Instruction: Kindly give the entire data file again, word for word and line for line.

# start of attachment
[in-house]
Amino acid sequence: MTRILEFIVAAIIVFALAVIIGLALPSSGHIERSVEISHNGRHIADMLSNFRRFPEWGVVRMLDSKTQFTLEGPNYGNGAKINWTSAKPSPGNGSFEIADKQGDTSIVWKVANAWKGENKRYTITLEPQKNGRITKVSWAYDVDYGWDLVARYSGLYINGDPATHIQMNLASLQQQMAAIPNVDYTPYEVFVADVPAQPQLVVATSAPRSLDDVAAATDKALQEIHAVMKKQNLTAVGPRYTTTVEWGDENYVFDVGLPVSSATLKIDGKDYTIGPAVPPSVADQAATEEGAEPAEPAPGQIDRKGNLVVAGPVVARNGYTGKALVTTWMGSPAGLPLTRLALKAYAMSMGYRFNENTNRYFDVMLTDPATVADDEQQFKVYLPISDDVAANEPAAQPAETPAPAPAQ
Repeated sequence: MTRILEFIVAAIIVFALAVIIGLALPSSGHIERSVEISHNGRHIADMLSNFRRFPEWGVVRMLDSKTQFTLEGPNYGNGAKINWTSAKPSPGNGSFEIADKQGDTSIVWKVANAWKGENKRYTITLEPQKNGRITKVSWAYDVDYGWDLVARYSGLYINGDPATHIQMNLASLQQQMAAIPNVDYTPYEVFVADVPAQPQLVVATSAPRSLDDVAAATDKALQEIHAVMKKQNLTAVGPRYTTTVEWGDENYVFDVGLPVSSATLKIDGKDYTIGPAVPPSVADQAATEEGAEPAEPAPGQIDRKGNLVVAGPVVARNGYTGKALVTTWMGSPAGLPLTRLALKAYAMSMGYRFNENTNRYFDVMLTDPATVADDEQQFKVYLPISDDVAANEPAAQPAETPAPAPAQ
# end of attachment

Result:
[in-house]
Amino acid sequence: MTRILEFIVAAIIVFALAVIIGLALPSSGHIERSVEISHNGRHIADMLSNFRRFPEWGVVRMLDSKTQFTLEGPNYGNGAKINWTSAKPSPGNGSFEIADKQGDTSIVWKVANAWKGENKRYTITLEPQKNGRITKVSWAYDVDYGWDLVARYSGLYINGDPATHIQMNLASLQQQMAAIPNVDYTPYEVFVADVPAQPQLVVATSAPRSLDDVAAATDKALQEIHAVMKKQNLTAVGPRYTTTVEWGDENYVFDVGLPVSSATLKIDGKDYTIGPAVPPSVADQAATEEGAEPAEPAPGQIDRKGNLVVAGPVVARNGYTGKALVTTWMGSPAGLPLTRLALKAYAMSMGYRFNENTNRYFDVMLTDPATVADDEQQFKVYLPISDDVAANEPAAQPAETPAPAPAQ
Repeated sequence: MTRILEFIVAAIIVFALAVIIGLALPSSGHIERSVEISHNGRHIADMLSNFRRFPEWGVVRMLDSKTQFTLEGPNYGNGAKINWTSAKPSPGNGSFEIADKQGDTSIVWKVANAWKGENKRYTITLEPQKNGRITKVSWAYDVDYGWDLVARYSGLYINGDPATHIQMNLASLQQQMAAIPNVDYTPYEVFVADVPAQPQLVVATSAPRSLDDVAAATDKALQEIHAVMKKQNLTAVGPRYTTTVEWGDENYVFDVGLPVSSATLKIDGKDYTIGPAVPPSVADQAATEEGAEPAEPAPGQIDRKGNLVVAGPVVARNGYTGKALVTTWMGSPAGLPLTRLALKAYAMSMGYRFNENTNRYFDVMLTDPATVADDEQQFKVYLPISDDVAANEPAAQPAETPAPAPAQ